Posts tagged to 'Measuring impact'
by Virginia Esposito
on June 1, 2016
Today, the practice of philanthropy is under continuous review – and not just by our critics or those who look suspiciously at big endowments. Those who want the very best for our field and the greatest impact for our work are also looking beyond why we give to examine the how.
Since its creation in 2001, The Brinson Foundation has focused in the areas of education and scientific research in order to create a world where all people are valued and committed to improving the world in which we live. As the foundation works to achieve this big goal, it has found that maintaining a strong commitment to its values - such as forming strong, collegial and collaborative relationships with its grantees - is critical to its success and influential in shaping its practices.
by The Noyce Foundation
on April 1, 2016
The Noyce Foundation was established in 1990 by the family of the late physicist, inventor, and computer industry pioneer Dr. Robert N. Noyce, co-founder of Fairchild Semiconductor and Intel, and co-inventor of the integrated circuit, better known as the microchip. For the past quarter-century, the Noyce Foundation has been devoted to helping the nation’s students become “curious, thoughtful, and engaged” learners in the fields of mathematics and science. Over its quarter century of existence, the Noyce Foundation’s approach to grant making evolved reflecting what the trustees have learned from their cumulative experiences as well as the institutional knowledge the foundation has gained about the fields it in which it works.
by Catherine Brozowski
and Lois Mitchell
on April 1, 2016
In 2000, The Orfalea Foundation was started in Santa Barbara, California. The foundation carried forward the same entrepreneurial spirit of the business through its philanthropy. Orfalea’s legacy stands for bold and at times even aggressive approaches to helping alleviate some of the pressing social problems in Santa, Barbara, including early childhood education, school nutrition, and disaster preparedness. The foundation engaged in deep working partnerships, comprehensive initiatives, and transformative impact in the community because we believed that through partnerships we could tackle big challenges facing our neighborhoods.
by Derrick Feldmann
on March 29, 2016
Social movements are at the core of who we are as a society. People participate in these social movements because those who can’t stand up for themselves need the voice of strangers to be there for them. It’s the real reason most of us get behind a cause – an inspirational story, a symbol or a vision inspired us.
by Virginia Esposito
on March 1, 2016
According to the National Center for Family Philanthropy’s recent 2015 Trends Study, nearly 3 in 5 U.S. family foundations engage younger family members in the foundation — and more than 40% say they expect to add to or increase the number of younger-generation family members on their boards in just the next four years. This is an encouraging trend — especially for those of us who believe that these important institutions can have a much greater impact if they can keep the family productively engaged in their work.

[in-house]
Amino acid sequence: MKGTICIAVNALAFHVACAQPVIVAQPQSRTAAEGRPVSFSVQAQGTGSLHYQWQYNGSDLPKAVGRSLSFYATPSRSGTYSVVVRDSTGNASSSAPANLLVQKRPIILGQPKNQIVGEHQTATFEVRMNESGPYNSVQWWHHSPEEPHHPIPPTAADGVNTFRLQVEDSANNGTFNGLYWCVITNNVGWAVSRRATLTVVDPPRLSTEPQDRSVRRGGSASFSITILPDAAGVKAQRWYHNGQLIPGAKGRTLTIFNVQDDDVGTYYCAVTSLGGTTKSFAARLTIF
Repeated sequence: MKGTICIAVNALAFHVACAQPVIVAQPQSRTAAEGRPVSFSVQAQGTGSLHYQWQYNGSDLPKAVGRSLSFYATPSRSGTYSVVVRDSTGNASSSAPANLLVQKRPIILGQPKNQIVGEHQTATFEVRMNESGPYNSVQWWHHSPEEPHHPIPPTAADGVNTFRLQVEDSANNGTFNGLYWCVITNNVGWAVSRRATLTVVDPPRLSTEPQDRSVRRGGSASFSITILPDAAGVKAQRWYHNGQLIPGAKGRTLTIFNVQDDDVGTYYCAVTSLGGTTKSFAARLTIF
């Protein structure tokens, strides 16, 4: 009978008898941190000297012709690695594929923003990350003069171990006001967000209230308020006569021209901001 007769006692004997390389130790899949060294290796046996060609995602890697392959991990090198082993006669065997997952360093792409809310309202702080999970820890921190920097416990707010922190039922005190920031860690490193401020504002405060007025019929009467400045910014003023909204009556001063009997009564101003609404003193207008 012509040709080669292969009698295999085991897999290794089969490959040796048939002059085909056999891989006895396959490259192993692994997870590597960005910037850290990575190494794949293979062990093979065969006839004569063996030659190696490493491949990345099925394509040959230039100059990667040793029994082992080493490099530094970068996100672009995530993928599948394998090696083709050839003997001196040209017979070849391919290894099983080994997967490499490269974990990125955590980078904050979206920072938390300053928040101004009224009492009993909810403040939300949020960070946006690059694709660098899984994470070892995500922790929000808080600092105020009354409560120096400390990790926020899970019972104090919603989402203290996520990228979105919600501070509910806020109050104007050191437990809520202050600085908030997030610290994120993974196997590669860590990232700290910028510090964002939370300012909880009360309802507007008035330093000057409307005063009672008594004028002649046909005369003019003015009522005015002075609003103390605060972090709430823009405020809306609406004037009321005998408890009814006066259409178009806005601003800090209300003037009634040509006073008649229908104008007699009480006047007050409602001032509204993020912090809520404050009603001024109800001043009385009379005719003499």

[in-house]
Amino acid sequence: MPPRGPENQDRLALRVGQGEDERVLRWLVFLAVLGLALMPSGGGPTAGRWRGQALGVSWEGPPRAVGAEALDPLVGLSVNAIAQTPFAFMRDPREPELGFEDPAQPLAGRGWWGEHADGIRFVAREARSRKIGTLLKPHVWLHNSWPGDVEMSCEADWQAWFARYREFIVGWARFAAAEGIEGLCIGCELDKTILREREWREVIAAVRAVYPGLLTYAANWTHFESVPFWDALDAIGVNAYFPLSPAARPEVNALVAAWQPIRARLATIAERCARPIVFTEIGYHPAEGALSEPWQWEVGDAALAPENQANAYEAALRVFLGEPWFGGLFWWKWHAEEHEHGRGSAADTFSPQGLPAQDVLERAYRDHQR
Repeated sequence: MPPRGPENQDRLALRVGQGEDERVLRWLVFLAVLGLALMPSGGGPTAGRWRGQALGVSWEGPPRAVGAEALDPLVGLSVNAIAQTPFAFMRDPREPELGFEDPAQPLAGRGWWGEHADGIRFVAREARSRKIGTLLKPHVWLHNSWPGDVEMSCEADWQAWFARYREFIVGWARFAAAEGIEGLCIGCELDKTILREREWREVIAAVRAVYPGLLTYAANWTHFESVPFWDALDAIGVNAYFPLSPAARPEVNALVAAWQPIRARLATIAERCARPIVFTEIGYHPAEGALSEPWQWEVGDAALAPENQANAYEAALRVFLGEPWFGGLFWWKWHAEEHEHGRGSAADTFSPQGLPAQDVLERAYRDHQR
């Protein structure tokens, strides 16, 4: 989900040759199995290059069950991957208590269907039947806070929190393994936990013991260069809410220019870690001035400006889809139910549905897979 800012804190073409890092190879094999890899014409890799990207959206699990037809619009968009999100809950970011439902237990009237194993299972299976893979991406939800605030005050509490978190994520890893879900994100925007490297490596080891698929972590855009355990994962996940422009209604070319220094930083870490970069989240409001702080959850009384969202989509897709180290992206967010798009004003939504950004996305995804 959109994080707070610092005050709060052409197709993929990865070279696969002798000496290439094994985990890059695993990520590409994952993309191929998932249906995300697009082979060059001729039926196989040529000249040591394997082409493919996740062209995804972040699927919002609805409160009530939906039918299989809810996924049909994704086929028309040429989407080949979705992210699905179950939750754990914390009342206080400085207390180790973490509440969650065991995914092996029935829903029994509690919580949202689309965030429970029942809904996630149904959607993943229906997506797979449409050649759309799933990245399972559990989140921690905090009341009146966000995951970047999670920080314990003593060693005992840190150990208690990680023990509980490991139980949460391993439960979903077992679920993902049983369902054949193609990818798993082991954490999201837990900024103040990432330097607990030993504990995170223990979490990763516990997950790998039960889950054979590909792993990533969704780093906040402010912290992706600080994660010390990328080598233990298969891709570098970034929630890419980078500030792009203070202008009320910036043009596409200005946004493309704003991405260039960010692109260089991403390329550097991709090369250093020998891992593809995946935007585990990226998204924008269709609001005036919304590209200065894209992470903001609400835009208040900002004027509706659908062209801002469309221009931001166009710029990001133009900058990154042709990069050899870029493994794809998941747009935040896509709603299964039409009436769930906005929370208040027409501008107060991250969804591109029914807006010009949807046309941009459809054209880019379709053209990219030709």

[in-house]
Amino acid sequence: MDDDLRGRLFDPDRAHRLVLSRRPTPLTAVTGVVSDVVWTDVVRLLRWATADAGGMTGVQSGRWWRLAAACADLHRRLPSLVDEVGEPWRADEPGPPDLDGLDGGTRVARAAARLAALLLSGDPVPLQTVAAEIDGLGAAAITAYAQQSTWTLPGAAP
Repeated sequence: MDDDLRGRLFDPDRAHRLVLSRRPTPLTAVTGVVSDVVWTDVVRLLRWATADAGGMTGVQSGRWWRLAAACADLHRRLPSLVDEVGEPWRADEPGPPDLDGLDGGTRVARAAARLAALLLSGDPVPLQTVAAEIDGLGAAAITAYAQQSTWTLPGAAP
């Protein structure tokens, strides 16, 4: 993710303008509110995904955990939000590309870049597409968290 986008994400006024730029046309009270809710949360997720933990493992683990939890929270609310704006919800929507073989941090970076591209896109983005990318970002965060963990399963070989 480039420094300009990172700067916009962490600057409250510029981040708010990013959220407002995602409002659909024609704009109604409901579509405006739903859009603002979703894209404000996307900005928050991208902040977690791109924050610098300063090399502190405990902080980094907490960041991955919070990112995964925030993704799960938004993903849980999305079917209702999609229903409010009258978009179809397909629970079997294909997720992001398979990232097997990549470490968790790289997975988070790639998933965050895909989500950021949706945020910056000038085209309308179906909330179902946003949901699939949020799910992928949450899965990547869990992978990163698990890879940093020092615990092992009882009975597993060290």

by Kathleen Odne
, Karen Green
and Jenifer Getz
on October 28, 2015
A sure-fire indicator that we all make mistakes was the capacity crowd at the National Forum on Family Philanthropy workshop in Seattle entitled, “The Best Mistakes We Ever Made.” Using a rapid-fire format, each of ten speakers took three minutes to share a mistake they made in their family philanthropy experience. To set the context, each speaker explained the goal and framework by responding to, “What were you trying to do”? Next they explained, “What happened that was unexpected – in other words, what went wrong?” Finally, and most importantly, we asked the mistake-makers to share, “What did you learn from your mistake?” In other words, how did the foundation changes its practices as a result?
by Kris Putnam-Walkerly
on September 24, 2015
This month we are pleased to feature philanthropy expert, speaker, and advisor, Karen Putnam Walkerly's 8 handy tips for creating effective and meaningful virtual site visits.
by Heather Peeler
on August 25, 2015
Have you ever been the one tasked with making the plans for a vacation with a large group of people? If so, you know what it is like to juggle many different schedules, preferences and opinions. However, when everyone puts the time and work in and shares the responsibility, it can be a wonderful experience. Coming together to accomplish something results in greater payoff than going at it solo. For the Conrad N. Hilton Foundation, the process of intentionally fostering learning with other organizations is paramount in its grantmaking for just this reason.
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by David Grant
on June 25, 2015
This may seem counter-intuitive if you think the purpose of assessment is to judge work that has already happened. But what if assessment's primary purpose was to shape and improve work that hasn’t happened yet? In this month's feature article, David Grant, author of The Social Profit Handbook: The Essential Guide to Setting Goals, Assessing Outcomes, and Achieving Success for Mission-Driven Organizations, shares four key themes from this new guide for foundations and other mission-driven organizations, and tips and guidance for family foundation boards interested in assessing their own performance.